☕️ BAIL OUTS ☙ Saturday, March 11, 2023 ☙ C&C NEWS 🦠
What you need to know about the bank failure; more everyday heart attack, stroke and cancer threats; Jane Fonda says the quiet part out loud; and DeSantis lists Florida's long list of wins.
Welcome to C&C’s weekend edition and good morning! I’m writing to you from the snowy wonderland of Coeur d’Alene, Idaho, after a long day of travel yesterday all the way from sunny Florida. The gracious hosts of today’s conference, Compass International, got me a delicious birthday cake and “multiplied” it into an accompanying tray of “So” mini-cupcakes. So!
As an East Coaster, it didn’t occur to me until yesterday evening that for the next week, you guys will be getting your roundup later than usual, since I’m three hours behind you here in the Inland Northwest, as the locals like to call it.
Your roundup today includes: it’s daylight savings time and you know what that means; I had to read a dozen articles to figure out what you need to know about yesterday’s sudden and unexpected failure of Silicon Valley Bank; Jane Fonda says the quiet part out loud on live TV; and DeSantis gives a presidential warmup speech highlighting the pandemic’s surprising effects.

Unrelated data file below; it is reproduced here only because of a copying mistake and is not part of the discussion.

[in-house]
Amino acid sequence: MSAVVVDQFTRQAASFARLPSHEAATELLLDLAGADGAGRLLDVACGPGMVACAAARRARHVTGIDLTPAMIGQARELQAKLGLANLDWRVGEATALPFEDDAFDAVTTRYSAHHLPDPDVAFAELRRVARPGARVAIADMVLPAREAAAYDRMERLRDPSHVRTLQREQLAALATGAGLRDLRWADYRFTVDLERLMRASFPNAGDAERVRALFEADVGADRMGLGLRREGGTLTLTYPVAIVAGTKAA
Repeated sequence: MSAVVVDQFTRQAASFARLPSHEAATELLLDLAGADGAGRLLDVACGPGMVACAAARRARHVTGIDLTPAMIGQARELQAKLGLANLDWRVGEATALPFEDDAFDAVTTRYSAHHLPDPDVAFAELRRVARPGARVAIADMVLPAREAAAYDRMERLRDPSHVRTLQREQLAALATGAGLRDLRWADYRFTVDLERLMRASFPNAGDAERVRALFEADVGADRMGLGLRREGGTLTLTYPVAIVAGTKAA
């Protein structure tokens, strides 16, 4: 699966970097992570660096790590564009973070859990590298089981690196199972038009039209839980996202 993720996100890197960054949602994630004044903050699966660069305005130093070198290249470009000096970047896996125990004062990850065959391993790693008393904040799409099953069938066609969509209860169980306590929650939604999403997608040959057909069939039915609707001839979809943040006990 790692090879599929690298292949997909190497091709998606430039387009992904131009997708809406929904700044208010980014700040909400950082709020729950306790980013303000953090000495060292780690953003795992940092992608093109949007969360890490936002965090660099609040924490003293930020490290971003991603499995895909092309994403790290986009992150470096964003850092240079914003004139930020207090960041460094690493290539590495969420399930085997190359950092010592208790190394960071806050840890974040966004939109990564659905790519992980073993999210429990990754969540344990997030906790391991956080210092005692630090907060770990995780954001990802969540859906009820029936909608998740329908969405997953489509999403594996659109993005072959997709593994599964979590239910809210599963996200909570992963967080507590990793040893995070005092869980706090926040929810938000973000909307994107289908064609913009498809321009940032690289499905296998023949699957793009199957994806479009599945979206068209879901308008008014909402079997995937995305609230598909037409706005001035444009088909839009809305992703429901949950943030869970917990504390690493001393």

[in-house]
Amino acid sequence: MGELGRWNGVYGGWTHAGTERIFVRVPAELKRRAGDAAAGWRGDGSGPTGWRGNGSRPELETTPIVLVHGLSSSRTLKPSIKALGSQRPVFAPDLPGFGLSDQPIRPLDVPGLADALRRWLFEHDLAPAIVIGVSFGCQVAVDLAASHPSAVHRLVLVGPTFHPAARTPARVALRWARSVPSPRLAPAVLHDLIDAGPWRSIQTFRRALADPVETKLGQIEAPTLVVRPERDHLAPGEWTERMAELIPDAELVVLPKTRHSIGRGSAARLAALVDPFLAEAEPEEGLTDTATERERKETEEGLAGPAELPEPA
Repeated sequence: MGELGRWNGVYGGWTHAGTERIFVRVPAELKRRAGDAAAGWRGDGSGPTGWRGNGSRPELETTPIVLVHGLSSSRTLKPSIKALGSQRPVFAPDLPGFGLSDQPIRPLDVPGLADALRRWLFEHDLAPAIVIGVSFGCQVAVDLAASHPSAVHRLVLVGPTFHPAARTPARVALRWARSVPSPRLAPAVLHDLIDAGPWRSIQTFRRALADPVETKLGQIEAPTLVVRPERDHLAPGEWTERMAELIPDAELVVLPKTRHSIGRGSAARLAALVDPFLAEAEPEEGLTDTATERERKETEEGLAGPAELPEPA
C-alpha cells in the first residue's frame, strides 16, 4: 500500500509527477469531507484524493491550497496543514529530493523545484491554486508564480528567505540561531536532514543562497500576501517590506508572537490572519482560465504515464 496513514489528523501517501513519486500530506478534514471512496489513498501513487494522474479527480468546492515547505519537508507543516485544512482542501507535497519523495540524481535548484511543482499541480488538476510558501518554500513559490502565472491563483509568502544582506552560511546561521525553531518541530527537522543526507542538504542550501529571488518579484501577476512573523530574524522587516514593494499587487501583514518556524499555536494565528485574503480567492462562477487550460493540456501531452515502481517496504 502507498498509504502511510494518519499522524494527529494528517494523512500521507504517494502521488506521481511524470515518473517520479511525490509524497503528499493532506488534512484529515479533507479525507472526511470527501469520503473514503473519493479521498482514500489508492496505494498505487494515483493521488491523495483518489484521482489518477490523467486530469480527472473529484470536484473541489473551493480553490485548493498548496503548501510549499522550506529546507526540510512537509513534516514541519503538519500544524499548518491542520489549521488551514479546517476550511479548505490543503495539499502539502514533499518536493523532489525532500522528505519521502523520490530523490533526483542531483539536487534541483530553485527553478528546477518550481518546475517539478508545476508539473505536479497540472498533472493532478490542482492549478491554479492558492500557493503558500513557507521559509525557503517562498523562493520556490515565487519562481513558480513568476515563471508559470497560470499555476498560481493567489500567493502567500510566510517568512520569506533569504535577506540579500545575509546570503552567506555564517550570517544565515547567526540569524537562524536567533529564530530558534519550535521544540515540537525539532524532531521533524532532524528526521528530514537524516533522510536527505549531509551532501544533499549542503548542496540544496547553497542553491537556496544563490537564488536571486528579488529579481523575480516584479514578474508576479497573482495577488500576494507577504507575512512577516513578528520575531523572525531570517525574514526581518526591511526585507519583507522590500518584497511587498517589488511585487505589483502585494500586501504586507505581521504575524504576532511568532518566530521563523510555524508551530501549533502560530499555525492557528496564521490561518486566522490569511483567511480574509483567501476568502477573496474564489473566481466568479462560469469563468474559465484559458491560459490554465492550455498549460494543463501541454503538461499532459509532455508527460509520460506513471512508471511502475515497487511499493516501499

🗞*C&C NEWS AND COMMENTARY* 🗞
💉 Remember to set your clocks ahead today, it’s daylight savings time. Because we now live in bizarro-clown world, some “experts” are using the time change as yet another way to obscure the cause of the mystery pandemic. Winnipeg news interviewed an expert this week who suggested that setting clocks ahead “increases the risks for heart attack, stroke, and even cancer.”
Now they tell us! I’ve been complaining about Daylight Savings Time for years, whereas Michelle is a huge fan, and I really could’ve used some dynamite ammunition like this. Still, isn’t it weird how they’re just now figuring it out? How many could’ve been saved, had the scourge of Daylight Savings Time been recognized earlier?